CMK - Wehrmacht Mounted Infantry (F72180) _________(EXT)


Manufacturer CMK
Scale 1/72
Set Code 72180
Year 2007
No. of Figures/Horses 2/2
No. of Poses/Horses 2/2
Additional Items None
Size Medium
Material Resin
Flash Level Intermediate
Glue-ability Excellent (Super-glue Gel)
Convert-ability Medium
Optimal Period 1943 - 1945



Since the human being succeeded to tame the horse, one of the main designations for this noble animal has been as a trustful partner in war. Starting from the ancient period, cavalry was perceived as an elite unit and played a major role in all battles till the appearance of vehicles powered by engine and great rate fire power weapons. Nevertheless, even in such conditions, horses were involved in huge numbers during the WWII, and it should be underlined that it was both the war implying the largest number of horses ever known and the last one in which horses occupied a central position.

In spite of being known as having one of the most mechanized army, the Germans still granted key duties to the oldest mean of transportation, the horse. The places where most of them served were always the roughest such as Russia or mountain areas, the terrain conditions requiring an important contribution that could be brought only by horse, a contribution also revealed inside tons of reference materials of the period. Nevertheless, the horse did not restrain only to such zones, they were found all over the sectors where the German Army fought, being used not only for pulling artillery pieces, wagons or field kitchens, but also creating cavalry regiments, brigades, divisions, inside Wehrmacht and even Waffen SS-generally perceived as Elite.

The history of German Cavalry in WWII began in 1939 and ended in 1945, thing that highlights the great appreciation and importance of Cavalry in the view of German commanders, the mounted units covering tasks such as reconnaissance, attacks against advancing or retreating enemy and fast interventions for filling the gaps in the front lines or occupying key objectives. Inside Wehrmacht there were established many Cavalry divisions, regiments, corps and brigades while two of the most well-known Waffen SS mounted units are the 8th SS Cavalry Division (Florian Geyer) and 22nd SS-Freiwilligen Kavallerie Division (Maria Theresia).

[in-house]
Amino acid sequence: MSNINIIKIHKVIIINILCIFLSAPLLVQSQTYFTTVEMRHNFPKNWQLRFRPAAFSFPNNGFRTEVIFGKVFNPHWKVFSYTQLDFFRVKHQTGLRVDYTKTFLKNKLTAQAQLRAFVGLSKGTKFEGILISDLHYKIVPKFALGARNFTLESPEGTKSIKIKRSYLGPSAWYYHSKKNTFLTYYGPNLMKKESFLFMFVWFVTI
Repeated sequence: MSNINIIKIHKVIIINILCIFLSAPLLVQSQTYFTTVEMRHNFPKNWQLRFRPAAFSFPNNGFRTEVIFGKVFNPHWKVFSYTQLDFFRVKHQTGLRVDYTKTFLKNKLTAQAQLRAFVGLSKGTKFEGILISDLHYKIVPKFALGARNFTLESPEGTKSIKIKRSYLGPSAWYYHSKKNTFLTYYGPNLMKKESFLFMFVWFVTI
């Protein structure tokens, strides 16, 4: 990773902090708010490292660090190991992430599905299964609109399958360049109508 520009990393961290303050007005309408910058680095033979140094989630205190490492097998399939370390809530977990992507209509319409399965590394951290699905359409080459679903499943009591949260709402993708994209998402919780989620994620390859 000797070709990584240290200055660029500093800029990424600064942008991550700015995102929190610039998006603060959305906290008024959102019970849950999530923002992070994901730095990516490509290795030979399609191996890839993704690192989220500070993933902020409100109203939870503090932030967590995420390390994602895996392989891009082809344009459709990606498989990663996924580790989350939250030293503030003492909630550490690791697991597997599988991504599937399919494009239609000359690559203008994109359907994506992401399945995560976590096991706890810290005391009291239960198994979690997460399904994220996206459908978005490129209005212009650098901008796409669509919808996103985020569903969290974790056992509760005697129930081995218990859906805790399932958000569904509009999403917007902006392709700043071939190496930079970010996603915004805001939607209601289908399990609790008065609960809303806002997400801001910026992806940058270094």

At 1/72, the impressive number of horses used by Germans is merely reflected inside few sets with a number of figures far capable to portray a Cavalry unit while gathering the soldiers from all these sets, we hardly get eleven poses of German mounted troopers.

On the one hand, CMK's set on the topic is one of the scantiest from the point of view of number of poses, but on the other hand, due to high quality pieces and conversion possibilities, it probably depicts the best the WWII German Cavalry in the scale. Manufactured in resin, the set includes only a couple of fighters and their horses, and taking into consideration the fragility of material, it is more addressed to diorama builders and collectors than wargamers. Inside the CMK common small box, it can be seen what we purchase, some quality figures and horses coming on separate sprues. Each rider has separate head and arms which are on the same sprue with the body as well as a weapon for one of them. Horses will also require assembly because their heads are on other sprues. The last two sprues are identically and incorporate some equipment for both the horses and soldiers, namely the two pouches attached to the saddle, the rolled blanket and two gas mask containers. At first impression, it may be strange to have two gas mask containers for each soldier, but most probably, the manufacturer's intention was to provide one containing the gasmask for the man and one with the Paardengasmasker PFE 38, a special gasmask for the horse used together with separate goggles. For joining the pieces, super glue gel is the most recommended, it has great success and creates a really strong bond between them.

Though entitled "Wehrmacht Mounted Infantry", judging after the camouflage patterns and collar boards showing the ranks, the artwork of the box portrays two Waffen SS soldiers and not Wehrmacht troopers. Nevertheless, due to the fact that both units had the same type of cloths, the owner of the set has to decide in which army to enlist his soldiers, the difference being done according to the particular camouflage patterns and collar boards. Both soldiers wear M38 camouflage smock, riding breeches, marching boots and on heads one has the M43 field cap and the other the steel helmet that may be painted with camouflage cloth even if this is not so evident. There are several interesting aspects found on both camouflage smocks, the soldiers wear them loose and not tight, allowing in this way to be seen the tunic and are also rolled them up till the waist. Such a detail is rarely encountered in scale in spite of often appearance in reference materials. In addition, the collars of the tunics are visible and supply enough space for collar boards. The same garment was seen at German soldiers in all the seasons, but bearing in mind the thickness of the uniforms, these figures are more designed for warm periods.